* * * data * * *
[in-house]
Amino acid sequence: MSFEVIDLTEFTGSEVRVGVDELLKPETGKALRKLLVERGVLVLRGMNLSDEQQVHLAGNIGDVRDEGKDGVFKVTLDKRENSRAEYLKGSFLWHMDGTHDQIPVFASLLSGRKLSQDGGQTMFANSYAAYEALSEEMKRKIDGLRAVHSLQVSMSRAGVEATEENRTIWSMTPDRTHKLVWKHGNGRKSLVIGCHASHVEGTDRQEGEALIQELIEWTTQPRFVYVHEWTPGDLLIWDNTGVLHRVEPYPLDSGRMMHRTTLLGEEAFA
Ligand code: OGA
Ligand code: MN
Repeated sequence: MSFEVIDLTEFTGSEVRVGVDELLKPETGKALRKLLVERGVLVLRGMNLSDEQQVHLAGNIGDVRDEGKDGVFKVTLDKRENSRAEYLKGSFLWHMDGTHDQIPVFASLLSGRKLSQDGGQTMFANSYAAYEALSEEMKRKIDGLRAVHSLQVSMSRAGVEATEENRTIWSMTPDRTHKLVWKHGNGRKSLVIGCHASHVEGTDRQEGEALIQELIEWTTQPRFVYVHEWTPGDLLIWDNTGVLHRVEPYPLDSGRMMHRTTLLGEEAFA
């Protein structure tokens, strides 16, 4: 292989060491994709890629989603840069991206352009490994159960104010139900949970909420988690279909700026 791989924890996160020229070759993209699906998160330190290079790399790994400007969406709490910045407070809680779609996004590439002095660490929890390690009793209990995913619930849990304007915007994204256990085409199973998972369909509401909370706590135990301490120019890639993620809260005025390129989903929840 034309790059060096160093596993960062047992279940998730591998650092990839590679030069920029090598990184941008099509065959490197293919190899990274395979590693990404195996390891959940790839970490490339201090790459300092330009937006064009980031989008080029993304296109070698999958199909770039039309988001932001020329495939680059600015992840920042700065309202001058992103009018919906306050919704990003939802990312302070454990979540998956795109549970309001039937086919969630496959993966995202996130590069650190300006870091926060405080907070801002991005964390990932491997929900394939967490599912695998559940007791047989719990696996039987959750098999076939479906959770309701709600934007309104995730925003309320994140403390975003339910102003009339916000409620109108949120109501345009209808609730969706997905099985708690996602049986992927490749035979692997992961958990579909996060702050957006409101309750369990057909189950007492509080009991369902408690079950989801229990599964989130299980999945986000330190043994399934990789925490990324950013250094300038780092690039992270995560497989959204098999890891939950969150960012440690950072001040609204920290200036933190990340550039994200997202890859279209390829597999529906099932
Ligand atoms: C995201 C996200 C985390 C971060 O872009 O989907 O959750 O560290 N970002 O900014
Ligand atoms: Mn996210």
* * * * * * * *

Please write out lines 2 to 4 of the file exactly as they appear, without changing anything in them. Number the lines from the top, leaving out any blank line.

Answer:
Amino acid sequence: MSFEVIDLTEFTGSEVRVGVDELLKPETGKALRKLLVERGVLVLRGMNLSDEQQVHLAGNIGDVRDEGKDGVFKVTLDKRENSRAEYLKGSFLWHMDGTHDQIPVFASLLSGRKLSQDGGQTMFANSYAAYEALSEEMKRKIDGLRAVHSLQVSMSRAGVEATEENRTIWSMTPDRTHKLVWKHGNGRKSLVIGCHASHVEGTDRQEGEALIQELIEWTTQPRFVYVHEWTPGDLLIWDNTGVLHRVEPYPLDSGRMMHRTTLLGEEAFA
Ligand code: OGA
Ligand code: MN